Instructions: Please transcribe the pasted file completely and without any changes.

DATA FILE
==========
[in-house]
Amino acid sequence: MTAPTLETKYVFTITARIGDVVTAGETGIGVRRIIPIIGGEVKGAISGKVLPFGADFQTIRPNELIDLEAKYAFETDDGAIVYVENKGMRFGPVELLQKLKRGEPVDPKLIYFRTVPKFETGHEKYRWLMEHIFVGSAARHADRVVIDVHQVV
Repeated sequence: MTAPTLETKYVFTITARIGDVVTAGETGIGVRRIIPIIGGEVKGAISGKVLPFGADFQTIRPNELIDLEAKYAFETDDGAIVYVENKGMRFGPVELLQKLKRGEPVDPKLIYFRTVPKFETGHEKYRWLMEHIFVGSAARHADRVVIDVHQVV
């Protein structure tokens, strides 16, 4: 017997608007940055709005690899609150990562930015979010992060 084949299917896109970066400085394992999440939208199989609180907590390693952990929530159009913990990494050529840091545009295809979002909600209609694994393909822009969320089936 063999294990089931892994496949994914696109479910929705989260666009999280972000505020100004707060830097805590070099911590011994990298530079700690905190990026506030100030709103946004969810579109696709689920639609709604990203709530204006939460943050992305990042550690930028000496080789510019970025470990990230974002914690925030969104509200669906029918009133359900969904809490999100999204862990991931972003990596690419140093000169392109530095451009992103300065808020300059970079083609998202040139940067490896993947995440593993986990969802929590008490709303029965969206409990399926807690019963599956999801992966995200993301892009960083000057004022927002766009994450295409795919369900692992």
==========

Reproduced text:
[in-house]
Amino acid sequence: MTAPTLETKYVFTITARIGDVVTAGETGIGVRRIIPIIGGEVKGAISGKVLPFGADFQTIRPNELIDLEAKYAFETDDGAIVYVENKGMRFGPVELLQKLKRGEPVDPKLIYFRTVPKFETGHEKYRWLMEHIFVGSAARHADRVVIDVHQVV
Repeated sequence: MTAPTLETKYVFTITARIGDVVTAGETGIGVRRIIPIIGGEVKGAISGKVLPFGADFQTIRPNELIDLEAKYAFETDDGAIVYVENKGMRFGPVELLQKLKRGEPVDPKLIYFRTVPKFETGHEKYRWLMEHIFVGSAARHADRVVIDVHQVV
């Protein structure tokens, strides 16, 4: 017997608007940055709005690899609150990562930015979010992060 084949299917896109970066400085394992999440939208199989609180907590390693952990929530159009913990990494050529840091545009295809979002909600209609694994393909822009969320089936 063999294990089931892994496949994914696109479910929705989260666009999280972000505020100004707060830097805590070099911590011994990298530079700690905190990026506030100030709103946004969810579109696709689920639609709604990203709530204006939460943050992305990042550690930028000496080789510019970025470990990230974002914690925030969104509200669906029918009133359900969904809490999100999204862990991931972003990596690419140093000169392109530095451009992103300065808020300059970079083609998202040139940067490896993947995440593993986990969802929590008490709303029965969206409990399926807690019963599956999801992966995200993301892009960083000057004022927002766009994450295409795919369900692992």